Henry Nichols was born Henry Duffy, Jr. He was the son of the actor and producer, Henry Duffy, Sr. and Anne Nichols, playwright and author of the famous 1920s play "Abie's Irish Rose." After his parent's divorce, he went by the name Henry Nichols and was known by "Nicky" amongst family members. He did have one daughter named Sheryl Nichols. He was married to a "Shirley." He did play "Abie" in the play "Abie's Irish Rose" in the 1940s.

New York Times June 9, 1932

ANNE NICHOL'S SON GONE

Playwright Says He Left Coast in Her Car to "Conquer the World."

LOS ANGELES, June 8- Anne Nichols conquered the world with a pen, but her 13-year-old son Henry Jr. has started out to do it with her automobile and two revolvers, she told authorities today. Mrs. Nichols, better known as the author of "Abie's Irish Rose," telephoned the Sheriff's office that upon returning home last night she found this note on the dining-room table: "Mother Dear: We are going to conquer the world. Don't be afraid. "Henry." The youth disappeared with Russell Wade Fishbeck, 14, the son of neighbors. The parents reported the dissappearance of the boys after waiting all night, believing they probably would find he world at dark a cold, forbidding place and return.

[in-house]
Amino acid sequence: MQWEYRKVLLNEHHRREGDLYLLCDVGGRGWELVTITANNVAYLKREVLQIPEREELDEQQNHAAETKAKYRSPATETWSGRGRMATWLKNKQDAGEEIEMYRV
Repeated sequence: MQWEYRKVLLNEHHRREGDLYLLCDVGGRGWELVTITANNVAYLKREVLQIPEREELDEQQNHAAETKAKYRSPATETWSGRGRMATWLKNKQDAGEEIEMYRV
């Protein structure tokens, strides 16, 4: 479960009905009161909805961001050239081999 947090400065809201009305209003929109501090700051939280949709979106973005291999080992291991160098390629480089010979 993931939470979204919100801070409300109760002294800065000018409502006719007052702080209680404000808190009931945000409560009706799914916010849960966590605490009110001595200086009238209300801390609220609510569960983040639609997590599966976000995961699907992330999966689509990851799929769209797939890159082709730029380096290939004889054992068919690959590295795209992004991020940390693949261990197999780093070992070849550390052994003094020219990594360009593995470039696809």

San Antonio Express June 9, 1932

Writer's Son and Friend Set Out to Whip World